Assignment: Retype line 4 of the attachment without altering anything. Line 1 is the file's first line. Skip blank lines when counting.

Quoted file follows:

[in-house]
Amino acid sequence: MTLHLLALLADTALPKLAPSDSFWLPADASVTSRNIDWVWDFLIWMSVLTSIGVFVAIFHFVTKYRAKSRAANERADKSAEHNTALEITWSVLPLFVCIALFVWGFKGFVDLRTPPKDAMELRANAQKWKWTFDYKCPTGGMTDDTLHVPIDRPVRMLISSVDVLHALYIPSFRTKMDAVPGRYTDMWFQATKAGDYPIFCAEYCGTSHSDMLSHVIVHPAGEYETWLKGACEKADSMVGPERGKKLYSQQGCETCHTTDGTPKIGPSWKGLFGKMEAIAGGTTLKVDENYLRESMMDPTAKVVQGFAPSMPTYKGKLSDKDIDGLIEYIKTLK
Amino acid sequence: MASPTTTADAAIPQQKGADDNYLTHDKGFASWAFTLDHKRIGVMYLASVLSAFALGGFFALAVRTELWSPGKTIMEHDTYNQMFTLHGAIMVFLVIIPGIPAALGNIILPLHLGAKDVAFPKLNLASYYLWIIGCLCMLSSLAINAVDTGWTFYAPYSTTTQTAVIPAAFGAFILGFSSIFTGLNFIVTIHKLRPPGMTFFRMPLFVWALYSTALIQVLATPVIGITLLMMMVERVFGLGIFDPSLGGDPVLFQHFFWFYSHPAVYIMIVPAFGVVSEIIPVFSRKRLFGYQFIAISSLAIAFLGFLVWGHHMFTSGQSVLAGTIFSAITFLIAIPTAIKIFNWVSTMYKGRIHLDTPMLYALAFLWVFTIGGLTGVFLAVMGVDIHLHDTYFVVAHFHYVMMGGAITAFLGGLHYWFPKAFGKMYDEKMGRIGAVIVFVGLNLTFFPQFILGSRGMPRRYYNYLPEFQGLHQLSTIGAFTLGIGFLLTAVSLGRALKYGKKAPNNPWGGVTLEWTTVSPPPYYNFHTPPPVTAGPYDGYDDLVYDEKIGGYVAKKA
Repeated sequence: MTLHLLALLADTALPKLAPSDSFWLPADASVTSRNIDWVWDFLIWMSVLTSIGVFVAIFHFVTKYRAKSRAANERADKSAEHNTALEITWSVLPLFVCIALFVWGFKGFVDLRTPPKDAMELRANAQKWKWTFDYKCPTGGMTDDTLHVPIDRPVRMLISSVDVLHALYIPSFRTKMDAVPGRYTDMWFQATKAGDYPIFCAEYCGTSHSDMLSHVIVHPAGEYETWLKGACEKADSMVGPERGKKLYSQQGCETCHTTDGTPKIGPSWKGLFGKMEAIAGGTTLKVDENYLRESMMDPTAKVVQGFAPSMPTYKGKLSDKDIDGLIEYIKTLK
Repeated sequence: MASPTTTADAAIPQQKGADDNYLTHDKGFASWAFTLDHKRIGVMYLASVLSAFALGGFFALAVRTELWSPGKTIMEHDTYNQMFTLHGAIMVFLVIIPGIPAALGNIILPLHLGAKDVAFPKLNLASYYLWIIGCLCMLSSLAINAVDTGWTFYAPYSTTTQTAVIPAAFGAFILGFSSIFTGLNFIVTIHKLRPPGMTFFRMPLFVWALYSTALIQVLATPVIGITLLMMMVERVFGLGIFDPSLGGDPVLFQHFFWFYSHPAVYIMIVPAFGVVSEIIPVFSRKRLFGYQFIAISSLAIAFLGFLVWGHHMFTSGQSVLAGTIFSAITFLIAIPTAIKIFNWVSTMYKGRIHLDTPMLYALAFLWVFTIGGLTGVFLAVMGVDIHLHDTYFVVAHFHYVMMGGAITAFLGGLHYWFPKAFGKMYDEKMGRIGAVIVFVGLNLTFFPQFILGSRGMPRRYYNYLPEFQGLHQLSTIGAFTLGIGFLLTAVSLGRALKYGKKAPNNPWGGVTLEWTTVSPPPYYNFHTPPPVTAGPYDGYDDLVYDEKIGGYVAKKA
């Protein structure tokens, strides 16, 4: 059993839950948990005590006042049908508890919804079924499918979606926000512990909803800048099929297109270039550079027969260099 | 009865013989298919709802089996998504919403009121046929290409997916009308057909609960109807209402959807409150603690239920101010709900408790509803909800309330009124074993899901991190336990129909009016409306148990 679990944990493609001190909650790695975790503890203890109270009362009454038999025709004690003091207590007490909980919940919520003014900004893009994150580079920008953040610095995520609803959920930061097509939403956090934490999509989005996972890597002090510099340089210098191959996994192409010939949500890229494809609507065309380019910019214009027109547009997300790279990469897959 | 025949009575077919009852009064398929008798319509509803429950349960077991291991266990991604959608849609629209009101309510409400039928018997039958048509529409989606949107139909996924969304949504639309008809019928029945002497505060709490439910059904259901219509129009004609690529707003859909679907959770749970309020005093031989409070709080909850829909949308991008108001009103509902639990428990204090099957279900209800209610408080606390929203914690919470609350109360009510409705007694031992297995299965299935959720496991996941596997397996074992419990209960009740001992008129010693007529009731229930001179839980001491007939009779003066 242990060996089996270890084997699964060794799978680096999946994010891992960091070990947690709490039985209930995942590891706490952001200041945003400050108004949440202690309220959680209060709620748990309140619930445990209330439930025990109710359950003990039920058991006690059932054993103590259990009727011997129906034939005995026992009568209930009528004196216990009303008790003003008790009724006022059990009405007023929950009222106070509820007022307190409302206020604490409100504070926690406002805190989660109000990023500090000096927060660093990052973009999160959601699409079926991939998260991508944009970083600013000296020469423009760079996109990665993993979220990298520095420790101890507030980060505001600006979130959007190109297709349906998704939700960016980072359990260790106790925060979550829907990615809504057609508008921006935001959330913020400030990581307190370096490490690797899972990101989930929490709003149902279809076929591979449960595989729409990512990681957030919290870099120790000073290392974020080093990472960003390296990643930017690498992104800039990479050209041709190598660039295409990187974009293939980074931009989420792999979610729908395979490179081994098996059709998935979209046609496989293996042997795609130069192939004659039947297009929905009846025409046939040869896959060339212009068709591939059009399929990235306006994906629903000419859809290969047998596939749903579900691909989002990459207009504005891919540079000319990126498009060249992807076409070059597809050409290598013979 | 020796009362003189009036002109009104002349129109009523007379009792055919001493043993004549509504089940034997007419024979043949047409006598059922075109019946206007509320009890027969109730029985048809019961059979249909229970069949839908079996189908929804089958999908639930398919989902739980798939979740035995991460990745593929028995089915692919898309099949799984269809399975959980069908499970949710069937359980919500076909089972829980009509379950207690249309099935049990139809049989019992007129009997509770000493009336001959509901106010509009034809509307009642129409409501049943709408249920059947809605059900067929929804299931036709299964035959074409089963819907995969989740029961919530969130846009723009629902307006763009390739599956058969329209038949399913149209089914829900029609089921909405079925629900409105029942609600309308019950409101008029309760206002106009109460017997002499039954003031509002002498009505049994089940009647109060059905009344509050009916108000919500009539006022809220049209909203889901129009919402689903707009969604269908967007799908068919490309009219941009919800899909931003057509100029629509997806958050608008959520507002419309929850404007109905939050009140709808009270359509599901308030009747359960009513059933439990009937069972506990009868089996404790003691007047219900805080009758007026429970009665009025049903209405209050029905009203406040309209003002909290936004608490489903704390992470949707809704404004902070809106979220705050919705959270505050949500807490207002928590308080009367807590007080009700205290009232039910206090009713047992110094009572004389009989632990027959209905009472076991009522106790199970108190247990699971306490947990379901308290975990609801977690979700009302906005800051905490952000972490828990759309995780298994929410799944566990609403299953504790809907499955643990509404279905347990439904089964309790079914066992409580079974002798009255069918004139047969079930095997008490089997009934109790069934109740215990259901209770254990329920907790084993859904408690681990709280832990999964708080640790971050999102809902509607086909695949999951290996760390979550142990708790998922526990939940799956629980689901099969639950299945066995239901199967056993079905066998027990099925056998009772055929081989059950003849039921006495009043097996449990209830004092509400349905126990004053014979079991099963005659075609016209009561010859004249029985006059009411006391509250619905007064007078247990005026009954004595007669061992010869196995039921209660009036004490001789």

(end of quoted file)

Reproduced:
Repeated sequence: MTLHLLALLADTALPKLAPSDSFWLPADASVTSRNIDWVWDFLIWMSVLTSIGVFVAIFHFVTKYRAKSRAANERADKSAEHNTALEITWSVLPLFVCIALFVWGFKGFVDLRTPPKDAMELRANAQKWKWTFDYKCPTGGMTDDTLHVPIDRPVRMLISSVDVLHALYIPSFRTKMDAVPGRYTDMWFQATKAGDYPIFCAEYCGTSHSDMLSHVIVHPAGEYETWLKGACEKADSMVGPERGKKLYSQQGCETCHTTDGTPKIGPSWKGLFGKMEAIAGGTTLKVDENYLRESMMDPTAKVVQGFAPSMPTYKGKLSDKDIDGLIEYIKTLK